Observation of the nonlinear Hall effect under time-reversal-symmetric conditions

Qiong Ma, Su Yang Xu, Huitao Shen, David MacNeill, Valla Fatemi, Tay Rong Chang, Andrés M. Mier Valdivia, Sanfeng Wu, Zongzheng Du, Chuang Han Hsu, Shiang Fang, Quinn D. Gibson, Kenji Watanabe, Takashi Taniguchi, Robert J. Cava, Efthimios Kaxiras, Hai Zhou Lu, Hsin Lin, Liang Fu, Nuh GedikPablo Jarillo-Herrero

Research output: Contribution to journalLetter

29 Citations (Scopus)

Abstract

The electrical Hall effect is the production, upon the application of an electric field, of a transverse voltage under an out-of-plane magnetic field. Studies of the Hall effect have led to important breakthroughs, including the discoveries of Berry curvature and topological Chern invariants 1,2 . The internal magnetization of magnets means that the electrical Hall effect can occur in the absence of an external magnetic field 2 ; this ‘anomalous’ Hall effect is important for the study of quantum magnets 2–7 . The electrical Hall effect has rarely been studied in non-magnetic materials without external magnetic fields, owing to the constraint of time-reversal symmetry. However, only in the linear response regime—when the Hall voltage is linearly proportional to the external electric field—does the Hall effect identically vanish as a result of time-reversal symmetry; the Hall effect in the nonlinear response regime is not subject to such symmetry constraints 8–10 . Here we report observations of the nonlinear Hall effect 10 in electrical transport in bilayers of the non-magnetic quantum material WTe 2 under time-reversal-symmetric conditions. We show that an electric current in bilayer WTe 2 leads to a nonlinear Hall voltage in the absence of a magnetic field. The properties of this nonlinear Hall effect are distinct from those of the anomalous Hall effect in metals: the nonlinear Hall effect results in a quadratic, rather than linear, current–voltage characteristic and, in contrast to the anomalous Hall effect, the nonlinear Hall effect results in a much larger transverse than longitudinal voltage response, leading to a nonlinear Hall angle (the angle between the total voltage response and the applied electric field) of nearly 90 degrees. We further show that the nonlinear Hall effect provides a direct measure of the dipole moment 10 of the Berry curvature, which arises from layer-polarized Dirac fermions in bilayer WTe 2 . Our results demonstrate a new type of Hall effect and provide a way of detecting Berry curvature in non-magnetic quantum materials.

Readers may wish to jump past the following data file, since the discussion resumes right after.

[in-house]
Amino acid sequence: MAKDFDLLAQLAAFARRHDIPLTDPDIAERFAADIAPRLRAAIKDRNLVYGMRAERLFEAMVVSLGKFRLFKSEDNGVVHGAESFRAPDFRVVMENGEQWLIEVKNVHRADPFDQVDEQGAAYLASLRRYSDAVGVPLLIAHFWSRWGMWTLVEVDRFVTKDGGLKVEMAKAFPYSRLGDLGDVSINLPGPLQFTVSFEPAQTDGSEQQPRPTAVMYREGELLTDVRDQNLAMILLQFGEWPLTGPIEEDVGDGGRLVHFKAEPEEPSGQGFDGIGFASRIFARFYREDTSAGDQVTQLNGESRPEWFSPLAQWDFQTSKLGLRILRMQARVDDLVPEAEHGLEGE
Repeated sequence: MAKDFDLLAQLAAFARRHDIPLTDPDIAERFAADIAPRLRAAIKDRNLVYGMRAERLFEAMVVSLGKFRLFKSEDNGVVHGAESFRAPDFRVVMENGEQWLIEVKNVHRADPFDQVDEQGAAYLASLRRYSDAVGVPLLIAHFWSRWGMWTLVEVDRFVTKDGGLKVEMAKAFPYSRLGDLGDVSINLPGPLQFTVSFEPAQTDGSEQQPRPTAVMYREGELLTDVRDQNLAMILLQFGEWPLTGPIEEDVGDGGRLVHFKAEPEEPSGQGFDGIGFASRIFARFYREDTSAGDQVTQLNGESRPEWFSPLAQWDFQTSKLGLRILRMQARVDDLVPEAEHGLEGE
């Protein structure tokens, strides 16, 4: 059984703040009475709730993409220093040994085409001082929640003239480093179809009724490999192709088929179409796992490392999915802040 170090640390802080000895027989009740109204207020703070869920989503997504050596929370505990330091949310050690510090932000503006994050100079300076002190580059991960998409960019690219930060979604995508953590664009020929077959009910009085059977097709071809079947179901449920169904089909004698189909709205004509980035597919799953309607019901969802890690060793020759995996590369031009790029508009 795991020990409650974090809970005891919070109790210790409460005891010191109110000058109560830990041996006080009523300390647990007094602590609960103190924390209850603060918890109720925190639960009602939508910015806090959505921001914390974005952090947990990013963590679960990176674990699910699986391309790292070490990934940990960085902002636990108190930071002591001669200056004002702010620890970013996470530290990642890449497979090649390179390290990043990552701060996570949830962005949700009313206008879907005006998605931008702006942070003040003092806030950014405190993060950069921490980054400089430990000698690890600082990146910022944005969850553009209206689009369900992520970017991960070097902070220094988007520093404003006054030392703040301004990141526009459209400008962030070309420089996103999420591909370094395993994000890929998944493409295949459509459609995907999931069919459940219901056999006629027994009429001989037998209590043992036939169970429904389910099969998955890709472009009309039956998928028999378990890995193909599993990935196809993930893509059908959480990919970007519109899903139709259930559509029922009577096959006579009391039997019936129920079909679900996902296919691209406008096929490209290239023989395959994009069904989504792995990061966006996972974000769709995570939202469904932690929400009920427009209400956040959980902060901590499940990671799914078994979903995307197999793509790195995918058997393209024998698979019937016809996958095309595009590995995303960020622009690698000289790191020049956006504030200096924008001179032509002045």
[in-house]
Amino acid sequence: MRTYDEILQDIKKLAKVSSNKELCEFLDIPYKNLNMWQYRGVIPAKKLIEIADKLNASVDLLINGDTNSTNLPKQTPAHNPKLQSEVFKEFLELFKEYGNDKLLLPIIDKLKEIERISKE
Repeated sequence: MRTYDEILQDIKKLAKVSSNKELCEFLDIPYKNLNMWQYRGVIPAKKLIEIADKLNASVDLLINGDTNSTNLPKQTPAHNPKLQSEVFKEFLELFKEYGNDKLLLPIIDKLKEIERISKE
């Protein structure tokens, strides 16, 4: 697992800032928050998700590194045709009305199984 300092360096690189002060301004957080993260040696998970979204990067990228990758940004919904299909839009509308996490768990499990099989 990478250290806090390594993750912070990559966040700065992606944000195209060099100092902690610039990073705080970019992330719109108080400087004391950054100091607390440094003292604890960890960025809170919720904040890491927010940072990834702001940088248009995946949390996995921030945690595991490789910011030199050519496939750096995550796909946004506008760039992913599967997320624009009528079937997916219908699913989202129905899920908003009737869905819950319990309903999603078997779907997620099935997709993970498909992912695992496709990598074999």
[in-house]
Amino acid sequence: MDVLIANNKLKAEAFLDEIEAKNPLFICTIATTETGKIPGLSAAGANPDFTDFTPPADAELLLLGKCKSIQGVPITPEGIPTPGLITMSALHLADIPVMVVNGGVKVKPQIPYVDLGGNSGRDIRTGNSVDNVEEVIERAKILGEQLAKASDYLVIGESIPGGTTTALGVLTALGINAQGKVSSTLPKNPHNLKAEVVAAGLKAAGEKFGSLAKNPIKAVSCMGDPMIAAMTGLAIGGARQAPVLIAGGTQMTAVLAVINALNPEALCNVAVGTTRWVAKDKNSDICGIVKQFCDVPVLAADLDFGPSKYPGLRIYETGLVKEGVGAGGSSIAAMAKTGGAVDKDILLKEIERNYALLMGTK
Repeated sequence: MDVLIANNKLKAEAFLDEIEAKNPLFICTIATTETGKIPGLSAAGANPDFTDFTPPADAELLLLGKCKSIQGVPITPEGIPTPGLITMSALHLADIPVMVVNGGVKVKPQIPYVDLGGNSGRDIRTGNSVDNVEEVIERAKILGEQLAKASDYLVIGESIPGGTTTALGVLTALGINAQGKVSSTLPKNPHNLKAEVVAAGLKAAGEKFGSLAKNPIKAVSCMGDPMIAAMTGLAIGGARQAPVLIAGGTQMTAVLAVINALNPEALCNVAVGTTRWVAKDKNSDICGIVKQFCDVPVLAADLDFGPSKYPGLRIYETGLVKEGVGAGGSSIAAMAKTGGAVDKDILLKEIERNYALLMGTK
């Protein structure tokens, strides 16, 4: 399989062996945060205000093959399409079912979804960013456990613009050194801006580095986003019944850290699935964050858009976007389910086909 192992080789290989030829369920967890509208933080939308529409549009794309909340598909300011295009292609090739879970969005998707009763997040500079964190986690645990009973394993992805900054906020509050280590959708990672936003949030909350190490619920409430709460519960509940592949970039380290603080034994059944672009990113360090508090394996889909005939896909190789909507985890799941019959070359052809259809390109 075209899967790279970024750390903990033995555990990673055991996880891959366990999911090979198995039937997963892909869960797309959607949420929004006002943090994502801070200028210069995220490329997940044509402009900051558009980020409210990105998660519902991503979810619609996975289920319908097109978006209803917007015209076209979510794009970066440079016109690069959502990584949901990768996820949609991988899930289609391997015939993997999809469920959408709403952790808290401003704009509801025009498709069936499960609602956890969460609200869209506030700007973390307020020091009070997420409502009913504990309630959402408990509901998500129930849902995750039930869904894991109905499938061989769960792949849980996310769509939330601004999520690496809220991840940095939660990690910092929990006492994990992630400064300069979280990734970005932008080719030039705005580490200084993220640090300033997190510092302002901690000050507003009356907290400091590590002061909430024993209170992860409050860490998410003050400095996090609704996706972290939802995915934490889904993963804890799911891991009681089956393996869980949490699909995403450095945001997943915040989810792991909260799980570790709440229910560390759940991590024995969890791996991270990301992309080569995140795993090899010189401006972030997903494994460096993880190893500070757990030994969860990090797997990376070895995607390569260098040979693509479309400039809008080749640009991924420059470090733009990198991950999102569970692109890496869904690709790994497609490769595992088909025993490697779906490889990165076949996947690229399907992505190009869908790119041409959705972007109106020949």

Original languageEnglish
Pages (from-to)337-342
Number of pages6
JournalNature
Volume565
Issue number7739
DOIs
Publication statusPublished - 2019 Jan 17

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Magnetic Fields
Observation
Fruit
Magnets
Metals

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Cite this

Ma, Q., Xu, S. Y., Shen, H., MacNeill, D., Fatemi, V., Chang, T. R., ... Jarillo-Herrero, P. (2019). Observation of the nonlinear Hall effect under time-reversal-symmetric conditions. Nature, 565(7739), 337-342. https://doi.org/10.1038/s41586-018-0807-6